Last year I made a madcap trip to see Teotihuacan within ONE MORNING. I kept notes on my phone on how this was done. I got up at the crack of dawn, wormed my way to the Terminal Autobuses del Norte via the metro (its on Line 5), bought an autobus ticket for 35 pesos, and looked for the one bus with another tourist boarding it (signage quite poor there and somewhat confusing, abandon hope all ye non-spanish speakers who enter here...) Got on a bus that said PIRAMIDS with a picture of a pyramid on it. I was dropped off at Teotihuacan at around 7.30am, was allowed to enter despite most public signs saying that it is only open at 9am. After a significant amount of walking and puffing and even more walking, I reached the peak of Pyramid of the Moon at 8am. This skillful time maneuvering was made possible thanks to a tip from my old schoolmate Paul (who was also coincidentally in Mexico at the same time??) who told me they would let visitors in early. This helped me avoid the tourist crowds before they start coming in massive droves of buses - and I was one of the first to scale the peak of the piramids that morning.
Here's a recording of a live mariachi band that forced its way onto the autobus from the terminal to Teotihuacan. There was also a jelly seller, and a knives seller on board. I didn't really care for the jellies (??) or the knives (???), but the band was quite funny and IN YOUR FACE, and in an extremely cramped bus with most of the people going on their normal lives with far too many baskets and bags. When the band started up in that cramped space, on the faces of the people around me I could see the tensing up of the teeth-clenching muscles, eventually followed by stoic resignation. Basically, everyone was trapped as their captive audience, and the band fought hard to be heard over the roar of the engine. The quality is not so great because it was obviously recorded on a very noisy bus, but I'm still uploading it in case anyone ever wondered what a bus ride to Teotihuacan would sound like...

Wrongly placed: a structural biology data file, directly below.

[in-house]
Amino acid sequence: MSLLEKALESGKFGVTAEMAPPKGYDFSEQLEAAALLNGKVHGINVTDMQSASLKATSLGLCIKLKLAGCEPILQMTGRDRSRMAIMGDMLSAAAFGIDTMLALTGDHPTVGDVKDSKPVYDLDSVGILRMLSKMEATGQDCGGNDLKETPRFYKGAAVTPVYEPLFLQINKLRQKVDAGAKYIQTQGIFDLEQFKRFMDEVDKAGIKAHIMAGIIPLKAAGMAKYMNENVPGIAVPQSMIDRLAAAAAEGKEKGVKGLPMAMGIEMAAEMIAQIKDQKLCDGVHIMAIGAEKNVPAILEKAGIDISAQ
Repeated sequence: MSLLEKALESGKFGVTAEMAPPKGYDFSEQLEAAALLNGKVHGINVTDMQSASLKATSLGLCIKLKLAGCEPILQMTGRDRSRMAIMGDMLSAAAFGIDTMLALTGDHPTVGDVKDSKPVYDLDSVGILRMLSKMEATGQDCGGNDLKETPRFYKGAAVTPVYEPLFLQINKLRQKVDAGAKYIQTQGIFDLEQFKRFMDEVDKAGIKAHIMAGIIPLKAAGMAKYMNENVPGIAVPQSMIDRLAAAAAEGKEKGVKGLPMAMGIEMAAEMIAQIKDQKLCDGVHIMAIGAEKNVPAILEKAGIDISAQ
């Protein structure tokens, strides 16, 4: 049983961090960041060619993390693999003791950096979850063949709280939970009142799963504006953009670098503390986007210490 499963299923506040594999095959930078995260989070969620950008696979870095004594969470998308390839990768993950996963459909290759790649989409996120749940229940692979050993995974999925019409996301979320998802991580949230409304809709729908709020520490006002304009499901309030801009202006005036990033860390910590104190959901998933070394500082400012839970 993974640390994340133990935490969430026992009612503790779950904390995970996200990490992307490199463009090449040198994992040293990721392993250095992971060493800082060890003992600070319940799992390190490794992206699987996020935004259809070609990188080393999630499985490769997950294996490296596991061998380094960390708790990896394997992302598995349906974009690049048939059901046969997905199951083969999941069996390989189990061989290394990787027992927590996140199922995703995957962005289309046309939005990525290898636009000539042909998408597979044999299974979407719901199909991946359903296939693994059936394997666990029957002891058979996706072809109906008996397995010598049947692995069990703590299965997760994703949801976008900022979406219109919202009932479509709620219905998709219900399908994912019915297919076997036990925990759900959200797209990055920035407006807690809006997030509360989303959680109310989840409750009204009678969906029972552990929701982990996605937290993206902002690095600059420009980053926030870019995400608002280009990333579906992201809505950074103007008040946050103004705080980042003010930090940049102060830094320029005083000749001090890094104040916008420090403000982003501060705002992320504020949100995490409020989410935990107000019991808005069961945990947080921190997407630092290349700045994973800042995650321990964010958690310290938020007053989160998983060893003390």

Oh and this is me with a random overfriendly trinket seller in Teotihuacan.
The reason why I am suddenly digging up all these because yesterday I attended the Substation Conferences and did an audio recording for them, and while I was there, I realised that the moderator for the roundtable discussion was someone whom I had seen speaking at another forum (Hello Ai Lin, if you ever see this!). I wanted to see if I could find the recording I had made of that other forum, but could not find it, because I think the audio file is trapped on a hard drive that I broke while I was in Paris and which I left in a drawer in London....
Nevertheless I did find the physical notebooks with the notes on those talks, as well as a whole bunch of other audio files and half-written descriptions and notes of trips to various museums/galleries such as Museo Nacional de Antropología (Mexico City), National Museum of Korea (Seoul), and other things in Hong Kong, etc. I've started pushing some of these draft entries online, and ONE DAY I WILL COMPLETE ALL THE BACKDATED DOCUMENTATION! But for now I should really get back to proper work...
Other posts from Mexico -
Retroalimentacion (Facultad del Artes Gallery, UAEM)
Don Porfirio - El Senor de la Bestias
La Pulqueria (San Fellipe Tlamimilolpan)
New posts on Documentations -
Notes on the "The Cost and Value of Heritage in Singapore: The Belitung Shipwreck and Bukit Brown" (14 April 2012, Mochtar Riady Auditorium, Singapore Management University)
NUS Museum's Prep Room